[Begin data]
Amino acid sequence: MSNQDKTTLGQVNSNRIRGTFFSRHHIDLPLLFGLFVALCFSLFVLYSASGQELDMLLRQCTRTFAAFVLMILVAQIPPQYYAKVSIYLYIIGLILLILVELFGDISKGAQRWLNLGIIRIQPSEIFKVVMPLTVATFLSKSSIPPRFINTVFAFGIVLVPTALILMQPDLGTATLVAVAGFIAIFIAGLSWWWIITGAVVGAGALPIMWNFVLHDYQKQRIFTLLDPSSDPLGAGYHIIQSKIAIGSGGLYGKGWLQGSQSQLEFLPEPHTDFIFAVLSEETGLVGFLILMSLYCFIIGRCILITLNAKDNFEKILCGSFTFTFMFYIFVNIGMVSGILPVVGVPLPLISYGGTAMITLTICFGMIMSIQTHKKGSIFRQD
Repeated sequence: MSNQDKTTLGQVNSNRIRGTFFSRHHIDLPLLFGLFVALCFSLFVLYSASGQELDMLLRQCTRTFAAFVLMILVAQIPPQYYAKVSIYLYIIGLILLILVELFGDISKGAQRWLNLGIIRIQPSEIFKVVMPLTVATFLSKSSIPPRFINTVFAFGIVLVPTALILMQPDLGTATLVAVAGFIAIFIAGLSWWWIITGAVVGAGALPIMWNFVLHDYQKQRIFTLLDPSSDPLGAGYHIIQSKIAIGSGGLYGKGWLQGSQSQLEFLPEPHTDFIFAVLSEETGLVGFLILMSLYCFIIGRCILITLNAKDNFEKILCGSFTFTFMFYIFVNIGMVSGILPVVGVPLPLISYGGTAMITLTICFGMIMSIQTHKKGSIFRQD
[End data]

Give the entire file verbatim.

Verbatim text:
Amino acid sequence: MSNQDKTTLGQVNSNRIRGTFFSRHHIDLPLLFGLFVALCFSLFVLYSASGQELDMLLRQCTRTFAAFVLMILVAQIPPQYYAKVSIYLYIIGLILLILVELFGDISKGAQRWLNLGIIRIQPSEIFKVVMPLTVATFLSKSSIPPRFINTVFAFGIVLVPTALILMQPDLGTATLVAVAGFIAIFIAGLSWWWIITGAVVGAGALPIMWNFVLHDYQKQRIFTLLDPSSDPLGAGYHIIQSKIAIGSGGLYGKGWLQGSQSQLEFLPEPHTDFIFAVLSEETGLVGFLILMSLYCFIIGRCILITLNAKDNFEKILCGSFTFTFMFYIFVNIGMVSGILPVVGVPLPLISYGGTAMITLTICFGMIMSIQTHKKGSIFRQD
Repeated sequence: MSNQDKTTLGQVNSNRIRGTFFSRHHIDLPLLFGLFVALCFSLFVLYSASGQELDMLLRQCTRTFAAFVLMILVAQIPPQYYAKVSIYLYIIGLILLILVELFGDISKGAQRWLNLGIIRIQPSEIFKVVMPLTVATFLSKSSIPPRFINTVFAFGIVLVPTALILMQPDLGTATLVAVAGFIAIFIAGLSWWWIITGAVVGAGALPIMWNFVLHDYQKQRIFTLLDPSSDPLGAGYHIIQSKIAIGSGGLYGKGWLQGSQSQLEFLPEPHTDFIFAVLSEETGLVGFLILMSLYCFIIGRCILITLNAKDNFEKILCGSFTFTFMFYIFVNIGMVSGILPVVGVPLPLISYGGTAMITLTICFGMIMSIQTHKKGSIFRQD